Next move in this game of chess, the truck backs up and connects. Wow, this trailer/truck combo all together is some kinda huge! On the spur, the tender is spotted in anticipation of the next loading go round. It won’t happen till the next day however. Blame the mud for slowing things down. It wasn’t so bad…these gaps in the action allowed us to explore the property between things happening. And you know how we love to wander.
Given the soft conditions, large blocks and mats are placed near wheels to help distribute the weight. It works, the rig slowly inching forward in the mud, some back and forth moves, to better align the trailer, a second truck via a tow cable sometimes providing assistance. Looks chaotic, looks nuts, how the hell are they going to get it done, but it’s all handled professionally and without so much as breaking a sweat. These guys were not intimidated. Not in the least. Slowing but surely the load makes it way onto more solid ground in the parking lot.
Clearances are incredibly tight, some passenger cars to avoid on one side, the hump of a grade crossing to go up and over, signs close in, miscellaneous this and that close to being in the way. Lots of obstacles and the whole rig is giant! It’s like threading a needle. Sometimes the locomotive is within a hair’s width of something big – see our pics. Other times it leans at extreme angles. Yet it goes off without a hitch. It’s taken a while, but by end of day everything is on dry ground.
Tomorrow, with the tender loaded, the convoy with head to Stettler for final delivery. Things go real smooth on that end I’m told – no mud there – easy as pie. Wished we could have recorded the full trip, but time constraints you know. Damn. But we saw it off!
The Firm: The guys doing the job, Inter-Rail Transport, are heavy equipment haulers. They’re staffed by burly fellows seemingly unaffected by anything thrown their way no matter how challenging; stuff that most certainly would have sent lesser companies and lesser crews running to the hills crying. No, the attitude is, in your best Larry the Cable Guy voice, just get’r done…like it was an everyday thing. Watching them do what they did was pure magic. And if it at times it looks as though they’re in over their heads, it was just that in appearance only. They didn’t flinch, not for one minute. That much mud and it’s a go. Ballsy!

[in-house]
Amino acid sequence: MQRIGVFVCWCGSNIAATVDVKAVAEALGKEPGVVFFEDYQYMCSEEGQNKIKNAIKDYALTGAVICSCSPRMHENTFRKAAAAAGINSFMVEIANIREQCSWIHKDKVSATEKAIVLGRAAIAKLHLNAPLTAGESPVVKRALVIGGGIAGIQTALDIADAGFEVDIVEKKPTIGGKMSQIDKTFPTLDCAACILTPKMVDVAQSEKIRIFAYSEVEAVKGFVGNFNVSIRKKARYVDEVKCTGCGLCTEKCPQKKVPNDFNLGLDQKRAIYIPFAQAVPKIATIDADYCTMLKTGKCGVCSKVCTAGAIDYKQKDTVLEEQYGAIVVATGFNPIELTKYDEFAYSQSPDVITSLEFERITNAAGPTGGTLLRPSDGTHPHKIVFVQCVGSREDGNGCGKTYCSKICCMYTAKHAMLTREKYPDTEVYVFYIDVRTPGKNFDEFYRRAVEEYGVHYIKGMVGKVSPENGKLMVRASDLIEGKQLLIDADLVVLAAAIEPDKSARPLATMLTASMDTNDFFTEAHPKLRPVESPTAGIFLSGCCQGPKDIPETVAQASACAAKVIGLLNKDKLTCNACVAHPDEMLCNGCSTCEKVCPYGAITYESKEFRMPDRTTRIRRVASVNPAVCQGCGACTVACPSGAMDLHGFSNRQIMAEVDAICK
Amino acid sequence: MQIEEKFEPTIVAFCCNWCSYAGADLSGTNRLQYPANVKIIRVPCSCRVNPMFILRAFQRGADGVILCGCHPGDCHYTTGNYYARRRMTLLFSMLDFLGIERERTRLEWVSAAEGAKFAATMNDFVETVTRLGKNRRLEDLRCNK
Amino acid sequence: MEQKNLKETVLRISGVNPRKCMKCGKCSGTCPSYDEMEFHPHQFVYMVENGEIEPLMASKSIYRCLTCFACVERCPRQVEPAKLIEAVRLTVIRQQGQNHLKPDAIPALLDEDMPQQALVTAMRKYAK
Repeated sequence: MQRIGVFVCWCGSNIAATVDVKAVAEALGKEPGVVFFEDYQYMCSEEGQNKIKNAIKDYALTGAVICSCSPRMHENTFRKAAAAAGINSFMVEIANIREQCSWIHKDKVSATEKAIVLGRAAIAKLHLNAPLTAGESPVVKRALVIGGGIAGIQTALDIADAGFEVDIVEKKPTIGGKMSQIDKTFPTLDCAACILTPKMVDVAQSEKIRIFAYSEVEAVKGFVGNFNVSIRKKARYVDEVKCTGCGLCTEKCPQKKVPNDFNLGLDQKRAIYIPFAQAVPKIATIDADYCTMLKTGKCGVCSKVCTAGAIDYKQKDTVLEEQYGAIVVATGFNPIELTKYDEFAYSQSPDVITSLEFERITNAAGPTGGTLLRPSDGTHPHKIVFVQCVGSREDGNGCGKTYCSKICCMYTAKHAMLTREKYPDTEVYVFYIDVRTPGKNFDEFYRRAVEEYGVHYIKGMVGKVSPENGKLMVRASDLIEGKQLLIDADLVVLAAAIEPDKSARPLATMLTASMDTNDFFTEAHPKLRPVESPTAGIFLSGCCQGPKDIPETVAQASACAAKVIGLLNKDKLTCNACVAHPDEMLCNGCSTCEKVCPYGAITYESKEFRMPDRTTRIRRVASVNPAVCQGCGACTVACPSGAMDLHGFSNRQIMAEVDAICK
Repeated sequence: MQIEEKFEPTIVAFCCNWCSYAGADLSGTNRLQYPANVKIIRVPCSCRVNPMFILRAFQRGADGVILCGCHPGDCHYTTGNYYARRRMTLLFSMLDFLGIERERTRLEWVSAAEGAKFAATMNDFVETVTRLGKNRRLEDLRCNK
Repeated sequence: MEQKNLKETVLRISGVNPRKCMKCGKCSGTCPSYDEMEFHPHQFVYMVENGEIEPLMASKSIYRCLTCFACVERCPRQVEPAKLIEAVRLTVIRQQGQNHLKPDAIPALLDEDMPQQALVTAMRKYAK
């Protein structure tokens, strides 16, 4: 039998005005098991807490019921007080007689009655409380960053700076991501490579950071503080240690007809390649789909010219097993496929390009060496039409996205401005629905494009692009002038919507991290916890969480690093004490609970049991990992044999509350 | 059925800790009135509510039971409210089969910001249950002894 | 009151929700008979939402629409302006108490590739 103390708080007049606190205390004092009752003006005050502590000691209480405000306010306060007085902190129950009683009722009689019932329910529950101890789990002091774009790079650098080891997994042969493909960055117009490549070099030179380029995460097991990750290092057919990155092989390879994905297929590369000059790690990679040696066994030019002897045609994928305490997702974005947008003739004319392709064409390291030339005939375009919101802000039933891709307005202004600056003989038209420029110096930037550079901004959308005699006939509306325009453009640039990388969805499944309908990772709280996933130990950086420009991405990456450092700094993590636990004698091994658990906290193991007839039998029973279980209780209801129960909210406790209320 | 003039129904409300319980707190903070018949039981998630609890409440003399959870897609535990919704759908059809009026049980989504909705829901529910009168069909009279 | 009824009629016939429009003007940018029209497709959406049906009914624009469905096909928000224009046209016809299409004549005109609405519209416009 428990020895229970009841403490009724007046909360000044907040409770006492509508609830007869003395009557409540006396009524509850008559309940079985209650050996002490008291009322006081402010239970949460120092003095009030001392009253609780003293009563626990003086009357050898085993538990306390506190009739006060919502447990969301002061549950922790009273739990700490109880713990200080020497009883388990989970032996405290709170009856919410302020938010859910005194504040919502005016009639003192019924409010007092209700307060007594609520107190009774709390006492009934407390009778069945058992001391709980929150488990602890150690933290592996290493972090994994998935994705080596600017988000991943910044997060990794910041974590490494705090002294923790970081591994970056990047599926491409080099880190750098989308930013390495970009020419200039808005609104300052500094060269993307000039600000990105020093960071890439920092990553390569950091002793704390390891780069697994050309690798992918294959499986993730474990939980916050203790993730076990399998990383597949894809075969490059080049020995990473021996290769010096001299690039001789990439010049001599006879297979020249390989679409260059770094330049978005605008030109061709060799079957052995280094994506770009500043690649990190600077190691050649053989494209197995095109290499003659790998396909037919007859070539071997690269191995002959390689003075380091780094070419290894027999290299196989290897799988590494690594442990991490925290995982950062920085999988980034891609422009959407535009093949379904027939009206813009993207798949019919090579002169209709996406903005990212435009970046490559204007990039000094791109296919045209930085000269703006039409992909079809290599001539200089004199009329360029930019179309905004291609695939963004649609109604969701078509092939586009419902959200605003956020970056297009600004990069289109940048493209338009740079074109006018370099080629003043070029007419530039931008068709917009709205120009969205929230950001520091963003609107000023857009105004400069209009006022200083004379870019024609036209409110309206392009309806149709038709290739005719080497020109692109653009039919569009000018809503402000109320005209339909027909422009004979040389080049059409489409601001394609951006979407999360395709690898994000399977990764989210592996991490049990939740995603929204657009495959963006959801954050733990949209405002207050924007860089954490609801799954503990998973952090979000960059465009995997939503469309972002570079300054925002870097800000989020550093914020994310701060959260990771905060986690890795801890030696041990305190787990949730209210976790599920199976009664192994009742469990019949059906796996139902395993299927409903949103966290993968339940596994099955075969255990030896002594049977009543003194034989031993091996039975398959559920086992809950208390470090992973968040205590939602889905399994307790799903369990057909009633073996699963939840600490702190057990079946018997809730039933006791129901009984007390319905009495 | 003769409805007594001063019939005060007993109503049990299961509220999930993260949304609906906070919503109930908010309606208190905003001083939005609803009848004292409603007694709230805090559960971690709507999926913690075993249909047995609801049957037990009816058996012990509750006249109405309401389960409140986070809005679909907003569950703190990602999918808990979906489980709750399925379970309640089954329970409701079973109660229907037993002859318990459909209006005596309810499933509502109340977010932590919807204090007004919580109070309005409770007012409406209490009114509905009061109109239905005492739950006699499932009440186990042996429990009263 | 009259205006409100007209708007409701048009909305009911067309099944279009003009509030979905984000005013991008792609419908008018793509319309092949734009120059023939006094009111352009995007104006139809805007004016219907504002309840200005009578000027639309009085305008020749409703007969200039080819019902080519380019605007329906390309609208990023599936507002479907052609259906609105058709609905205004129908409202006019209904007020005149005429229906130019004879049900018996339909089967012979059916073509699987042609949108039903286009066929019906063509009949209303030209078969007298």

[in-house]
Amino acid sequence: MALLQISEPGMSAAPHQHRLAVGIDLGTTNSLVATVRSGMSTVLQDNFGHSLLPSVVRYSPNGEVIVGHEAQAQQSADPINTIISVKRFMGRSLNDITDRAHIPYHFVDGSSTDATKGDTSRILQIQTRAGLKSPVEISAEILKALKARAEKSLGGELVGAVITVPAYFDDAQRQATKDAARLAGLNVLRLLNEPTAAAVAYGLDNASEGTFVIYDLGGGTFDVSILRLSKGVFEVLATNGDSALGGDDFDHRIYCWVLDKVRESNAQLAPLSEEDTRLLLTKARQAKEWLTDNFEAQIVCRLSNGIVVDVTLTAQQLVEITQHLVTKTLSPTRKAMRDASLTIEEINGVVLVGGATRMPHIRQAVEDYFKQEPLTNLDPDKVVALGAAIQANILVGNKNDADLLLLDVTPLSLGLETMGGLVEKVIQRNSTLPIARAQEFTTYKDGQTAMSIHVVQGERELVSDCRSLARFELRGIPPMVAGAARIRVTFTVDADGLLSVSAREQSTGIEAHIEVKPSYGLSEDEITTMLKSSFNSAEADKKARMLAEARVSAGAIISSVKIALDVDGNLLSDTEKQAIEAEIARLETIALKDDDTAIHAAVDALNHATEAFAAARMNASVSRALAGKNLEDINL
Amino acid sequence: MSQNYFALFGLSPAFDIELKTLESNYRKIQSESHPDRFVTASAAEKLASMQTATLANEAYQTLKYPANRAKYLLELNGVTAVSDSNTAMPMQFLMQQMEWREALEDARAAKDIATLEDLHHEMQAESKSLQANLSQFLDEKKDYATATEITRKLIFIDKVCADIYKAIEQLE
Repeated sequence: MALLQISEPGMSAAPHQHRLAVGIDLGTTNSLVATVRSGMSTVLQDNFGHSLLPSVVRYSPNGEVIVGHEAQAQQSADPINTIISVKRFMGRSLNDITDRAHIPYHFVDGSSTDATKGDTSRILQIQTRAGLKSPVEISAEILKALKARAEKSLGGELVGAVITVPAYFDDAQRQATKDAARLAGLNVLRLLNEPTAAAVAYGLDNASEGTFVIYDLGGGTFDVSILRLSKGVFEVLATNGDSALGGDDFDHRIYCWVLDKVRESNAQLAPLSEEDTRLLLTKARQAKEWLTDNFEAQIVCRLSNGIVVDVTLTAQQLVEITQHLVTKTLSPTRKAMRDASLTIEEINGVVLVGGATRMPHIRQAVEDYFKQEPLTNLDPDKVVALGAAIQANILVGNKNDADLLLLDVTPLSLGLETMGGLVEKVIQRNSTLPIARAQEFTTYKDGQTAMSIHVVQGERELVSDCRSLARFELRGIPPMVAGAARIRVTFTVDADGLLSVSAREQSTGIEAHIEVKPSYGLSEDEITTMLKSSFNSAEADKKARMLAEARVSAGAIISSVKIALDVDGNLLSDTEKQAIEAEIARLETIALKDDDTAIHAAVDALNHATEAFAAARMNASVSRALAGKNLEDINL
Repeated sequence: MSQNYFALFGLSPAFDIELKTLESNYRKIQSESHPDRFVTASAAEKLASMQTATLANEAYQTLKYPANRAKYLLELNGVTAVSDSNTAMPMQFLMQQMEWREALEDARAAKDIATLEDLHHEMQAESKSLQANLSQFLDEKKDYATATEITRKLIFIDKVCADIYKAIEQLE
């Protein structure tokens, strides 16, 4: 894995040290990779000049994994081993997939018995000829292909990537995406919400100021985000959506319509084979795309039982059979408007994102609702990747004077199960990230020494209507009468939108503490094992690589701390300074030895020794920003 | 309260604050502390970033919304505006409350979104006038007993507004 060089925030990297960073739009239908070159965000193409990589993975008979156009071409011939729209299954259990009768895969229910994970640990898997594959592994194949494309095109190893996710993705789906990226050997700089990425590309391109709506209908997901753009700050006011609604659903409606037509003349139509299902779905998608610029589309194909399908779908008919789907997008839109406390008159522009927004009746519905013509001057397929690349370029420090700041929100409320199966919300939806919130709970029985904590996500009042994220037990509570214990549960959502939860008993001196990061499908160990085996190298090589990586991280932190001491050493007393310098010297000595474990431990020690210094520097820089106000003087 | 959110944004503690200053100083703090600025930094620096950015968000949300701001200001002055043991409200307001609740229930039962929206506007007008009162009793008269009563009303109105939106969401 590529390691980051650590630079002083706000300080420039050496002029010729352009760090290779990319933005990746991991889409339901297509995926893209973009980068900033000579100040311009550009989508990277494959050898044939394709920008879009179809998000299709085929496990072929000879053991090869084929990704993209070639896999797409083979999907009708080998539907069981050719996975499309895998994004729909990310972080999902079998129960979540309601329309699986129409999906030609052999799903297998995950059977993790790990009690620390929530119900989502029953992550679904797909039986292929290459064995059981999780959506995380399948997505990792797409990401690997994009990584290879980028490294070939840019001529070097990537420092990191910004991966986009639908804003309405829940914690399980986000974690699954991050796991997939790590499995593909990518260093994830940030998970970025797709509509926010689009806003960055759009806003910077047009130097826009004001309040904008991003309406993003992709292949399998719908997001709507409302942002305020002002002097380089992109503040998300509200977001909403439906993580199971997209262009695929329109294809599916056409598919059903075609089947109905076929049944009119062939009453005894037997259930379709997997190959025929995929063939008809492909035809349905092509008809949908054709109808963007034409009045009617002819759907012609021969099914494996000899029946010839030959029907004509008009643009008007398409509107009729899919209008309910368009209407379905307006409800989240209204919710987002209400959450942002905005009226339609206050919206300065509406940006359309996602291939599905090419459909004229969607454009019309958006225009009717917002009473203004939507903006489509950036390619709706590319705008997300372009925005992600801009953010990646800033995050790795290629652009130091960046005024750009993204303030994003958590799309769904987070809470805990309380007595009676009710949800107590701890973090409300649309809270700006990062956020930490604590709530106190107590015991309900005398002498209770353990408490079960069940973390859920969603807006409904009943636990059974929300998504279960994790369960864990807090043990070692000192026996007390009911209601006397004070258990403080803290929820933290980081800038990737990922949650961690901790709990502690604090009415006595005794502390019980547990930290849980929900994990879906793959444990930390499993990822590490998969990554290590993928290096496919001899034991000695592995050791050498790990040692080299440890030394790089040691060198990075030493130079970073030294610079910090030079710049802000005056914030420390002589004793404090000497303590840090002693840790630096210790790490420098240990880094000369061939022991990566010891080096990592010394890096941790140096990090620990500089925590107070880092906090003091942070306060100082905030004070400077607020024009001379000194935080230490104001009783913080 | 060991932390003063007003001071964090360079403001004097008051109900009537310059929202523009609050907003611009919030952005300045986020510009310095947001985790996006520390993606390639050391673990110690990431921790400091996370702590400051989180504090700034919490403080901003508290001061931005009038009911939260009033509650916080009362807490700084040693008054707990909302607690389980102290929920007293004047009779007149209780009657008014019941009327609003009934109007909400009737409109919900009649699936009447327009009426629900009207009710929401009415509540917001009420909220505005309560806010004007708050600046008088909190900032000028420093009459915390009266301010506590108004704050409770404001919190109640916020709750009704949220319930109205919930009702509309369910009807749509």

If Inter-Rail is listening…just sayin’…the society would love to record more moves.
Team BIGDoer wasn’t the only media on hand to record this event. Lots of cameras on the scene this day, local TV stations, railfan press, official photographers of the event (Leo de Groot, in the visibility vest in some pics, one heck of a nice guy and looking at his work a talented fellow), most filming videos. Seems I was sort of alone in snapping pics. The event got good coverage and deservedly so. Hopefully our write up means something, even if it’s post-event after everyone’s gone home.
His stare, those demonic yellow eyes piercing the soul…he’s evil. This is the locomotive shop cat. You don’t mess with the locomotive shop cat. His name? No one knows, no one dare ask, but Mr Boss Man works…I guess. Beware rodents, birds, other cats, dogs, people, anyone who enter his domain. It’s his and he decides when you come, when you depart and even if you live. And stare-downs…don’t even bother, he’s world champion. We gave him a wide berth.
Lots of metal in this post, big machinery, old engines, rails cars by the train load, gargantuan trucks, but in reality it’s all about the human experience. The boy, standing there mesmerized, watching the guys who get the job done. The big machines that fascinate, but in reality, the people behind the scenes who make it all happen are the true heros. I’m a kid, this is my daydream, happy as I watch it unfold…just for me. The stuff behind the story is the story. Young Mr BIGDoer has gone home happy.
Class of ’63…the last one.
Aspen Crossing’s new locomotive gets delivered…another being moved.
Locomotives of the Great Sandhills Railway…a prairie railway.
The Little Yellow Locomotive…such a sad little thing.
If you wish more information on what you’ve seen here, by all means contact us!
Date: June, 2017.
Location: Edmonton, AB.
Article references and thanks: Alberta Railway Museum and all the helpful staff and volunteers there, Inter-Rail Transport and their amazing crew, The Rails to Tales Group, Alberta Prairie Railway Tours Stettler, Canadian Trackside Guides.
The Alberta Railway Museum is open to the public.